A Swallow was seen over the house this afternoon, the first I’ve managed to spot locally this year.

18th (Wed) 1.5 C to 7.7 C / 16.6 mm / nil / E 5.1 25 Kt.
After an initially bright start, with a touch of frost across the area, cloud would soon increase with some outbreaks of rain moving in. These outbreaks of rain would continue for pretty much the rest of the day, and indeed into the evening and overnight. The rain would be quite heavy at times, and by the end of the recording day over 16mm of rain had been recorded.

Spotted a lone Wheatear in the fields near Black House Livery, while a Green Woodpecker was also heard ‘yaffling’ in the area. A buck & doe Roe deer were additionally seen grazing near Old Hall Farm.

19th (Thu) 6.0 C to 10.1 C / 0.5 mm / 0.3 hours / NE 4.4 16 Kt.
A very wet start to the day with persistent moderate to heavy rain, though as the morning progressed the rain would ease and become more intermittent. A mostly cloudy afternoon would follow the morning rain, and by the end of the afternoon some sunny spells would even manage to break through briefly from time to time. Mostly cloudy in the evening and overnight.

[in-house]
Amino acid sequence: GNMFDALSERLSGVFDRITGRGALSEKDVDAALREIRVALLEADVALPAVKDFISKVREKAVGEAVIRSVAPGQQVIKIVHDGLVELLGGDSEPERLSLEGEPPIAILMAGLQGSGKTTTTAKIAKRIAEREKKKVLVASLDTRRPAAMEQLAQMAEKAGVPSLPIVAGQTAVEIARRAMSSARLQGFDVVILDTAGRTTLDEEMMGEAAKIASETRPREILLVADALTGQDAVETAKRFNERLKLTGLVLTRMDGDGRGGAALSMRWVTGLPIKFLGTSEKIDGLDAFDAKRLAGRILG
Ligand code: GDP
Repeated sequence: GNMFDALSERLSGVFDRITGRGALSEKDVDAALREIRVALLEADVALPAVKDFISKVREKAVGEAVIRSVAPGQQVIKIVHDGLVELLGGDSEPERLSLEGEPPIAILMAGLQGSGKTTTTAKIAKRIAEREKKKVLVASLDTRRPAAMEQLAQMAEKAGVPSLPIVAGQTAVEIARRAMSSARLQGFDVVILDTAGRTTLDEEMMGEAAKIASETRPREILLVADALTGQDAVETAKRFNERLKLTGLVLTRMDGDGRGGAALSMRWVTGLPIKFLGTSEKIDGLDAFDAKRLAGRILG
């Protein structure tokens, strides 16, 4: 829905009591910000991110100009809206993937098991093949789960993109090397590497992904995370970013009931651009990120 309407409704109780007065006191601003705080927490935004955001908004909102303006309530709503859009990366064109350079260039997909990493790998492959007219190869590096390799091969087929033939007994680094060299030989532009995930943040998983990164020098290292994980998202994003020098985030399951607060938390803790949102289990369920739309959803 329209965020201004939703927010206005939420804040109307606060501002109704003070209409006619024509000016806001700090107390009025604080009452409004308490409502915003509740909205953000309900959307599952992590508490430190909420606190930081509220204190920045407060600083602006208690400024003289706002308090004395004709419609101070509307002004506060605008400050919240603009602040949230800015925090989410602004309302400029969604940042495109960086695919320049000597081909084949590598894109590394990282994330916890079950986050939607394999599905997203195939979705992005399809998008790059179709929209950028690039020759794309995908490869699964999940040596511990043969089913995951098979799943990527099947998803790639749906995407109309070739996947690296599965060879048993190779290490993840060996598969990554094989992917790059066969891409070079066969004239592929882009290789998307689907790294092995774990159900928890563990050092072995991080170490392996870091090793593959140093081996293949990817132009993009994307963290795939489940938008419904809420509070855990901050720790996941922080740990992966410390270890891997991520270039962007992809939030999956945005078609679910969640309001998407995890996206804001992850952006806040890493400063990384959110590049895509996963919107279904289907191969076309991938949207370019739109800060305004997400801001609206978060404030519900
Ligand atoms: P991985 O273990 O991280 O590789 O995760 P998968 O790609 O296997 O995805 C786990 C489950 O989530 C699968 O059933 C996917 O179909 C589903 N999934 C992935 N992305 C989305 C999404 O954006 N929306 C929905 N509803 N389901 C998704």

20th (Fri) 5.3 C to 12.8 C / 13.7 mm / 3.0 hours / W 1.9 16 Kt.
A grey and cloudy morning, with a little bit of rain and drizzle at first, but as the morning wore on it would become steadily brighter with some sunny spells developing by the afternoon. However this sunshine would help trigger some showers after 4pm, most of which were brief and light at first, but in the evening a prolonged heavy and thundery shower would pass over (peak rainfall rate of 49.8 mm/h). This shower would eventually clear after nightfall, with the rest of the night seeing variable amounts of cloud.